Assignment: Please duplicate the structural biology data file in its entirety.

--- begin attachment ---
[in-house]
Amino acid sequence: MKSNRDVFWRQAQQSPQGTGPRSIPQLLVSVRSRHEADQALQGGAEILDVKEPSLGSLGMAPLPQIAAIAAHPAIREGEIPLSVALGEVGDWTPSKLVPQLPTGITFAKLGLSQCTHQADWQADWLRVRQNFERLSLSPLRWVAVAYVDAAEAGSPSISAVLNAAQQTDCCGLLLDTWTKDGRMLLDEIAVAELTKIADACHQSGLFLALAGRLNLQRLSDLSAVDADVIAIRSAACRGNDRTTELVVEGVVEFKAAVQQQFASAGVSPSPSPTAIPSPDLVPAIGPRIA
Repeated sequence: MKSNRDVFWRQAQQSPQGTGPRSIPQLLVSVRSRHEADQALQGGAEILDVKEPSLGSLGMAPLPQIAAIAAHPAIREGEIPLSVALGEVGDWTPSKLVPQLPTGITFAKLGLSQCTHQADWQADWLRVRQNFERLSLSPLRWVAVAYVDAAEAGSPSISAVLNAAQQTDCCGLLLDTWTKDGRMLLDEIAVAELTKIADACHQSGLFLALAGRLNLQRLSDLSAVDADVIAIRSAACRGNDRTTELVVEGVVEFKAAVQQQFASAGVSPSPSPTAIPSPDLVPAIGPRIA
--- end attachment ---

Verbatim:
[in-house]
Amino acid sequence: MKSNRDVFWRQAQQSPQGTGPRSIPQLLVSVRSRHEADQALQGGAEILDVKEPSLGSLGMAPLPQIAAIAAHPAIREGEIPLSVALGEVGDWTPSKLVPQLPTGITFAKLGLSQCTHQADWQADWLRVRQNFERLSLSPLRWVAVAYVDAAEAGSPSISAVLNAAQQTDCCGLLLDTWTKDGRMLLDEIAVAELTKIADACHQSGLFLALAGRLNLQRLSDLSAVDADVIAIRSAACRGNDRTTELVVEGVVEFKAAVQQQFASAGVSPSPSPTAIPSPDLVPAIGPRIA
Repeated sequence: MKSNRDVFWRQAQQSPQGTGPRSIPQLLVSVRSRHEADQALQGGAEILDVKEPSLGSLGMAPLPQIAAIAAHPAIREGEIPLSVALGEVGDWTPSKLVPQLPTGITFAKLGLSQCTHQADWQADWLRVRQNFERLSLSPLRWVAVAYVDAAEAGSPSISAVLNAAQQTDCCGLLLDTWTKDGRMLLDEIAVAELTKIADACHQSGLFLALAGRLNLQRLSDLSAVDADVIAIRSAACRGNDRTTELVVEGVVEFKAAVQQQFASAGVSPSPSPTAIPSPDLVPAIGPRIA